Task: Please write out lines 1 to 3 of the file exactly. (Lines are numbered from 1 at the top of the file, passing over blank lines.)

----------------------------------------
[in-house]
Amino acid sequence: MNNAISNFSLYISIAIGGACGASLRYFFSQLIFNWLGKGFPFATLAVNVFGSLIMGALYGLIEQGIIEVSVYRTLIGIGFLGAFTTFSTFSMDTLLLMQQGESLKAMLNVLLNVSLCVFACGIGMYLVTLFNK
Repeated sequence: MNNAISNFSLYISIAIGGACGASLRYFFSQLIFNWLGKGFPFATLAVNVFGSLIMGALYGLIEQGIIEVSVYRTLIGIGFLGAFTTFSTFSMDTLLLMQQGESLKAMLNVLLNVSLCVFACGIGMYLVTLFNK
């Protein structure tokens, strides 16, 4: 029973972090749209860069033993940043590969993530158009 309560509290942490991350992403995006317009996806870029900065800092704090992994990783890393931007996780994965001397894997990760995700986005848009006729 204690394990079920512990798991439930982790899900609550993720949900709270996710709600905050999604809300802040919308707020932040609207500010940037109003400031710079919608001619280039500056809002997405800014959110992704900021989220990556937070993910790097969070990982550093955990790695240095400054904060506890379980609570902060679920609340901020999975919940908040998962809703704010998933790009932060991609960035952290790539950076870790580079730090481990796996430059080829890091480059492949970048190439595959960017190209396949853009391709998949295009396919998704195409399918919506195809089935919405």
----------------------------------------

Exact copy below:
[in-house]
Amino acid sequence: MNNAISNFSLYISIAIGGACGASLRYFFSQLIFNWLGKGFPFATLAVNVFGSLIMGALYGLIEQGIIEVSVYRTLIGIGFLGAFTTFSTFSMDTLLLMQQGESLKAMLNVLLNVSLCVFACGIGMYLVTLFNK
Repeated sequence: MNNAISNFSLYISIAIGGACGASLRYFFSQLIFNWLGKGFPFATLAVNVFGSLIMGALYGLIEQGIIEVSVYRTLIGIGFLGAFTTFSTFSMDTLLLMQQGESLKAMLNVLLNVSLCVFACGIGMYLVTLFNK